Don’t they look just fabulous? Succulent pieces of pork interspersed with fresh slices of sweet and tangy pineapple. Long time readers of the blog might be aware that I seem to only have one acute food allergy — to pineapples. I used to LOVE eating pineapple as a kid, particularly the hard juicy core, and consumed a LOT of pineapples. Then sometime after college, and living abroad for many years, I started to get an itchy mouthfeel whenever I ate fresh pineapple and now my throat starts to constrict, I get rashes, and frankly, I can’t even be close to anyone peeling and slicing a pineapple! Despite this, I still occasionally try dishes with cooked pineapple, or canned pineapple, but try to stay away from fresh pineapples. I even get nailed if I take fruit from a hotel buffet and the utensils have touched some pineapple earlier in the day… :(
But the “pork barbecue on a stick obsession” was taking root, and on the way to Nasugbu, I concocted a pork and pineapple version while driving by pineapple plantations and vowed to give it a go at the beach. We stopped and purchased a few fresh pineapples in Silang, Cavite, and thankfully we were traveling in several vehicles, so the pineapples were exiled to another car, far away from me and my allergy. :) At the beach, the crew peeled a pineapple, blitzed it in a powerful blender, and strained the pulp to yield nearly two cups of insanely fresh pineapple juice. To about 2/3 kilo of sliced pork, I added about a cup or so of pineapple juice, several tablespoons of brown sugar, some Sprite, several tablespoons of Kikkoman soy sauce, and some salt and pepper. I let this marinate for about two hours or less, intuitively worried about meat texture with excessive time in the marinade…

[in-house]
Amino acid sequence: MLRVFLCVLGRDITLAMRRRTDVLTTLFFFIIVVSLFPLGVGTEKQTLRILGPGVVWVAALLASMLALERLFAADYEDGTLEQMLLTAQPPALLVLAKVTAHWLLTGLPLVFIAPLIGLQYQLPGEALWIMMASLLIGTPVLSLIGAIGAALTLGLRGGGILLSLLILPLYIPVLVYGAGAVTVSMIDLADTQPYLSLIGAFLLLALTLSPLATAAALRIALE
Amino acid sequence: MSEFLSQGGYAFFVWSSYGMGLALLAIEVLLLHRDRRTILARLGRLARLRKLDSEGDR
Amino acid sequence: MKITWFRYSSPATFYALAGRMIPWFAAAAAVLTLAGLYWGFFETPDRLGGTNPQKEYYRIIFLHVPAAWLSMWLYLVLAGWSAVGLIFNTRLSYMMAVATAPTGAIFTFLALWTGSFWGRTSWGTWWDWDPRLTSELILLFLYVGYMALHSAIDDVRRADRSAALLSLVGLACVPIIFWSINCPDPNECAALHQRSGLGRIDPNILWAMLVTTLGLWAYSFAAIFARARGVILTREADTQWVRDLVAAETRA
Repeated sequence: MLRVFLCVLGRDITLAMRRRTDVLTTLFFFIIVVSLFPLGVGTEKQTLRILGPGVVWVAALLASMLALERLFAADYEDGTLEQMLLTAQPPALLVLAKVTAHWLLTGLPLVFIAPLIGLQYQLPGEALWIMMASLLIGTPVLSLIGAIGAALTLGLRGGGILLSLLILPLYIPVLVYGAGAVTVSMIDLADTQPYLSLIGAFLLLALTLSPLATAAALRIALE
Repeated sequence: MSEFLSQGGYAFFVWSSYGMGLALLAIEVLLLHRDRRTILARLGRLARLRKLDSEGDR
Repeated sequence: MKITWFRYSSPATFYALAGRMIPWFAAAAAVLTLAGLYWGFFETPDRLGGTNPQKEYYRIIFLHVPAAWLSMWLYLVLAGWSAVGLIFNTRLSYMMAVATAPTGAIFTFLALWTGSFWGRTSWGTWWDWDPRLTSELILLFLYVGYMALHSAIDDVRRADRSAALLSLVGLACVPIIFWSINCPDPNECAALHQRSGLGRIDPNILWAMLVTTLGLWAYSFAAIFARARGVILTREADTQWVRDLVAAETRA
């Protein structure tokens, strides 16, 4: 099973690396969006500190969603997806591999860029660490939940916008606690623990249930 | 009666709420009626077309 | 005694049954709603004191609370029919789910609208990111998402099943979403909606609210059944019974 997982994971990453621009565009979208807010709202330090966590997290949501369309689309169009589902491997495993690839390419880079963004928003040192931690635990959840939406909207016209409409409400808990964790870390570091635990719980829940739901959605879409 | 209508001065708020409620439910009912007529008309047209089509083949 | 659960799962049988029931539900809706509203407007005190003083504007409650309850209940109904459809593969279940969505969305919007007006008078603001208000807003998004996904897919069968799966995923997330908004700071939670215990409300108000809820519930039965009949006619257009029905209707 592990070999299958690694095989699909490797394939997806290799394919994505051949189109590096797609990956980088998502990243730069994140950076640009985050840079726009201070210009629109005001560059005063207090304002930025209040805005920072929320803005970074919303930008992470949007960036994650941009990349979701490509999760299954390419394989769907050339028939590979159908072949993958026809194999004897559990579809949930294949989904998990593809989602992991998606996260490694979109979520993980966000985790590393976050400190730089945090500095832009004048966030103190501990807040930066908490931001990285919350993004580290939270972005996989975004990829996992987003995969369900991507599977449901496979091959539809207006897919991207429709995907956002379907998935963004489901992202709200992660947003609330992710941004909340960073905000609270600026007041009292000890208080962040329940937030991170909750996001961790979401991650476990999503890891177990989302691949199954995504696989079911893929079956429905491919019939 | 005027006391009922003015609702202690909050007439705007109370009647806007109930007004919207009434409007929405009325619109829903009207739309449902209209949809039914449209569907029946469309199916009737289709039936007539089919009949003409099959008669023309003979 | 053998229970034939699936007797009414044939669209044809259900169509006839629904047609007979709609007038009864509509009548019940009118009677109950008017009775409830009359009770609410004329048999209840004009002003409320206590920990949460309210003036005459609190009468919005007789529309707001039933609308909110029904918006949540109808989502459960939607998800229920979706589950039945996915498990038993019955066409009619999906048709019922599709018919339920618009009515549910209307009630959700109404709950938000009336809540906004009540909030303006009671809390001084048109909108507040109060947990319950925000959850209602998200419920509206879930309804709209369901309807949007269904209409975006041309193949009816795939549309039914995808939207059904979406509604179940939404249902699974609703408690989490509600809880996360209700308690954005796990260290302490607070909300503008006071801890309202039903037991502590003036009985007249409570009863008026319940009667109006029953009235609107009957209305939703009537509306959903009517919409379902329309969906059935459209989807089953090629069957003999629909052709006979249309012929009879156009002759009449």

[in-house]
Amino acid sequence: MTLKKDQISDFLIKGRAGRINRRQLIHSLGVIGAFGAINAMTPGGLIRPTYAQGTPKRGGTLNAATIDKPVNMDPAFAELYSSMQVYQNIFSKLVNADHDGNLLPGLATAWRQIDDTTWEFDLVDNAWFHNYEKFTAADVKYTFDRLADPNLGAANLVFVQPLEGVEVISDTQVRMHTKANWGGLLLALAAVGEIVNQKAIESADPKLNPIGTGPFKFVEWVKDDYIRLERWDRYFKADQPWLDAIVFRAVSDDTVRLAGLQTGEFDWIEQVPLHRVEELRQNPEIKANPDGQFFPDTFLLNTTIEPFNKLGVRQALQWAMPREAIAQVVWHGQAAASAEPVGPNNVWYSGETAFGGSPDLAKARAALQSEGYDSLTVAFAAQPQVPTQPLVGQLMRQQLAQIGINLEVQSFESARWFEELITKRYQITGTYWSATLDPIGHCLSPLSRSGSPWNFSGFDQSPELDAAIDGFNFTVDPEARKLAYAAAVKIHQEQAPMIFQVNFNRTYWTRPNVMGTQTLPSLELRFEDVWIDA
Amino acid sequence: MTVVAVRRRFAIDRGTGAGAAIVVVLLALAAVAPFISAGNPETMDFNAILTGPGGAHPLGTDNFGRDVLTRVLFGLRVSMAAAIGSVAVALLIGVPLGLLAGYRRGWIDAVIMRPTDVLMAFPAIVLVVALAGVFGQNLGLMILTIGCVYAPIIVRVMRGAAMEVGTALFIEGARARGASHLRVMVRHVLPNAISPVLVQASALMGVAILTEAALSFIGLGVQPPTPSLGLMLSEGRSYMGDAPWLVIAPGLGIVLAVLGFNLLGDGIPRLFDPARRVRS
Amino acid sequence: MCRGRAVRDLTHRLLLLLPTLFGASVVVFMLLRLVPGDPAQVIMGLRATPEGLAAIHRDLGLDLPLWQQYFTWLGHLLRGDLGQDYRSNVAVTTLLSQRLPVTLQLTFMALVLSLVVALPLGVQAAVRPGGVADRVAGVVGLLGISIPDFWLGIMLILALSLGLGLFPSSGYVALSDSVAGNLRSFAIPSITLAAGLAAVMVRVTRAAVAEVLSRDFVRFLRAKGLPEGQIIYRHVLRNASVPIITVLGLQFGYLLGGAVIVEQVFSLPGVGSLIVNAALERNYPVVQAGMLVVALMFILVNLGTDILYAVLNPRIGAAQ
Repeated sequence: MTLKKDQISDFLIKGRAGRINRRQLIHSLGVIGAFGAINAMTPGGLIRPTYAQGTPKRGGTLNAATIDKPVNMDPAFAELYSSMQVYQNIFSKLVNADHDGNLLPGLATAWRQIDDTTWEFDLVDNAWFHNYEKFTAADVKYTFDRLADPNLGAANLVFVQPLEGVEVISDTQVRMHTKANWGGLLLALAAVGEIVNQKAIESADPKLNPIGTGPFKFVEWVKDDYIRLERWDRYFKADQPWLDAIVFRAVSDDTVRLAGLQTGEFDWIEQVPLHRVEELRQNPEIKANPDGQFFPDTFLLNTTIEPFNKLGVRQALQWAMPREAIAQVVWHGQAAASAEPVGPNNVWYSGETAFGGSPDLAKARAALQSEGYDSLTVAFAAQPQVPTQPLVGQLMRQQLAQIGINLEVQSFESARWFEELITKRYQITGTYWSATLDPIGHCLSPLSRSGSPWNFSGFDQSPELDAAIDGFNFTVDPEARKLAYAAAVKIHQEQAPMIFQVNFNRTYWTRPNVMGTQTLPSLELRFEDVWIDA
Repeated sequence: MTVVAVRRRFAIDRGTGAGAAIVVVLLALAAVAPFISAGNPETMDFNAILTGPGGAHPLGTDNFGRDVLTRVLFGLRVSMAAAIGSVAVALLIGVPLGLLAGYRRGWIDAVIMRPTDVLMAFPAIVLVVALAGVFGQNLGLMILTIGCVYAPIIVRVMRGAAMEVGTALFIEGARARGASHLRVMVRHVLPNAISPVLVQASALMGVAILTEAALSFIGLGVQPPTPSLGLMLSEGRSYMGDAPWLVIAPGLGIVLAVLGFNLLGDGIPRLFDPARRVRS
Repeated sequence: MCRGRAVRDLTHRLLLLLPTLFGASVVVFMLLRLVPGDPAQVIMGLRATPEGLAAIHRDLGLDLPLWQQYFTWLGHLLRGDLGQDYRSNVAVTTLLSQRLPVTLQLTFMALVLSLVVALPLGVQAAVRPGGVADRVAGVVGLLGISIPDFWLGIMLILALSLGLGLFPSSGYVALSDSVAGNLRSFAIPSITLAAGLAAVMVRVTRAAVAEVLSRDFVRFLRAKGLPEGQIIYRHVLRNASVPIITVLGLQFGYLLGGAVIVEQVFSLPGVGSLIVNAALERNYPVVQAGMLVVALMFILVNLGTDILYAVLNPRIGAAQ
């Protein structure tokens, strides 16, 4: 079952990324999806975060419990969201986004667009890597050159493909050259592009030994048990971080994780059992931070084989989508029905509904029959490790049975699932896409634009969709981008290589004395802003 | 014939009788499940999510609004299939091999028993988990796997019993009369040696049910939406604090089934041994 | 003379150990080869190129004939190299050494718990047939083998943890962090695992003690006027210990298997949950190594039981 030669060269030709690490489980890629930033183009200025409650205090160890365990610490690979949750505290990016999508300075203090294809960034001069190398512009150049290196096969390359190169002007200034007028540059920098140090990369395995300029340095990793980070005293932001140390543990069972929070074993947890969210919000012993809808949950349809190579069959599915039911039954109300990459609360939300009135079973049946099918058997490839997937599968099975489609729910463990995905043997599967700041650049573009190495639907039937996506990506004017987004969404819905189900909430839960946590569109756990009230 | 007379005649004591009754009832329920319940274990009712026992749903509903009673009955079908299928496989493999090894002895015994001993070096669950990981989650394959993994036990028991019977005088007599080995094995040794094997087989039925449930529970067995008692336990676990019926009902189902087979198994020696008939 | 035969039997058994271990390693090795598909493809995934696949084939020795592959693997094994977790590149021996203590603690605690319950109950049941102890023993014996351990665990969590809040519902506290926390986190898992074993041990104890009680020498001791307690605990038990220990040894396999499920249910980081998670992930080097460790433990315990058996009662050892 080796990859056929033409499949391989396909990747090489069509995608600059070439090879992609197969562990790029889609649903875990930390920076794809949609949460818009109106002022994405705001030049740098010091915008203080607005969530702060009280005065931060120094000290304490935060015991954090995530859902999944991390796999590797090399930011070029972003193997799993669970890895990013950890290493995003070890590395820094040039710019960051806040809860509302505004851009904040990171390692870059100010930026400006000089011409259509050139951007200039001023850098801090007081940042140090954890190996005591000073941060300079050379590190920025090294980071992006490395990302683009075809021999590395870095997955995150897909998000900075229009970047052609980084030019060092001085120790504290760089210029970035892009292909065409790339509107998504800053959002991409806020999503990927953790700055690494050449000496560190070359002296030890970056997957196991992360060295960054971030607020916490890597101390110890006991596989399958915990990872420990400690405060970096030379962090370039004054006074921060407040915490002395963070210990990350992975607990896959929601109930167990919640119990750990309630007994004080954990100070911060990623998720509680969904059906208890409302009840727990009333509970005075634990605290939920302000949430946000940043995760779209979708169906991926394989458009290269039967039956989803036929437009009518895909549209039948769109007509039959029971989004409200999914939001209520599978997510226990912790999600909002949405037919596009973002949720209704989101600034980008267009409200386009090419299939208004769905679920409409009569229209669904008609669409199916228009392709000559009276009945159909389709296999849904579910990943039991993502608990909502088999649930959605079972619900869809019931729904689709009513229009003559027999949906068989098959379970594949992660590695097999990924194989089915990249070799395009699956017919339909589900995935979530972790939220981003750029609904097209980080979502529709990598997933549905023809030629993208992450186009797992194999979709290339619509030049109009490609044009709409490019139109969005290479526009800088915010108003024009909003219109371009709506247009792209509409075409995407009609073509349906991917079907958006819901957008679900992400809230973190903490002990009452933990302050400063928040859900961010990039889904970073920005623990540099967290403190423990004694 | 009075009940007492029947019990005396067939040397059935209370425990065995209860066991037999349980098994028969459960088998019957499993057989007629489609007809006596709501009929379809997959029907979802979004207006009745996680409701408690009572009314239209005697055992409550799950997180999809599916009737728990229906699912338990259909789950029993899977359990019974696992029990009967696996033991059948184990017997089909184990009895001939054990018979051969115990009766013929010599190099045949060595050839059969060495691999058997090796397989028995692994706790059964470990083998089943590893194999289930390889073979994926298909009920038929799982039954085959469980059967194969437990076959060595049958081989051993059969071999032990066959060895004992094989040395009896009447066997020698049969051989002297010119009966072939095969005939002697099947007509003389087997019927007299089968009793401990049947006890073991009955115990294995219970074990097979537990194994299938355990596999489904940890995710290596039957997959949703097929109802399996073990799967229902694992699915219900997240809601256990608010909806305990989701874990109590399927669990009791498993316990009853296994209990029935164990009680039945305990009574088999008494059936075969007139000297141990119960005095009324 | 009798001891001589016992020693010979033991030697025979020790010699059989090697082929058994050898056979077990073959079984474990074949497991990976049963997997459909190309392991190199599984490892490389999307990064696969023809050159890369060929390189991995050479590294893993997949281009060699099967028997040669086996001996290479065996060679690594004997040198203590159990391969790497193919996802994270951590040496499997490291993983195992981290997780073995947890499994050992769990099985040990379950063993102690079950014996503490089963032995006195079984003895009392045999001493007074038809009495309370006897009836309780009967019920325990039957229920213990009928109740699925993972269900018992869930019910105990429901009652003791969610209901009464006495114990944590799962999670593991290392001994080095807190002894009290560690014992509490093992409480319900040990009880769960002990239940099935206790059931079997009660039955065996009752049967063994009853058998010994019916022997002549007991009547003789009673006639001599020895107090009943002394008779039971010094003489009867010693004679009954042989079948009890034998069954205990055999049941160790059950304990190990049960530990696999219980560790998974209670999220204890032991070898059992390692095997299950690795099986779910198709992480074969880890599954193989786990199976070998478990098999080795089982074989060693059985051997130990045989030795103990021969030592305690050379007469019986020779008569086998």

The pork was then skewered onto the bamboo sticks, with pieces of freshly peeled pineapple in-between the pork. The leftover marinade was placed in a small saucepan and brought to a boil, with a touch more brown sugar added and seasoned with salt and pepper. I didn’t taste this until it had boiled for several minutes, and it seemed to be a nice balance of sweet and sour. My tongue still got a little itchy despite the pineapple juice having been boiled.
Onto a nice hot grill, the pork and pineapples were basted several times with the sauce, and cooked until slightly golden, with a few charred bits of fat. When we tried to flip them over, some of the pineapples and meat stuck to the grill, the first sign of something going awry…
…but they looked really appetizing and smelled amazing. We were all getting quite hungry, and some of the crew who are big on pineapples in food were already counting on several sticks of this version of barbecue!
After taking all the barbecue sticks off the grill and cooling them for a few minutes, I bit into my first piece of pork and within a split second, wanted to spit it back out! It was DISGUSTING! Apparently, the fresh pineapple juice had just truly pummeled the meat, making it a pulpy and obnoxiously distasteful mess. GROSS, actually. Never before have I cooked something so downright unexpectedly AWFUL! I thought maybe my allergies had something to do with my reaction, but the crew all tasted this version and couldn’t even finish a single stick! Yuck. Turns out fresh pineapple and pork can be really, really bad news and a food critic on television a day or two later was railing about the horrible combination and I completely understood why he was being so vehement about the topic. Canned pineapple and pineapple juice is a different story I gather from Bettyq’s comment in a previous post… but I am now elightened. No pork with fresh pineapple ever again! This was the first dish to get a big fat ZERO on the marketman scale. Sorry to say, it’s next stop was the rubbish bin. :(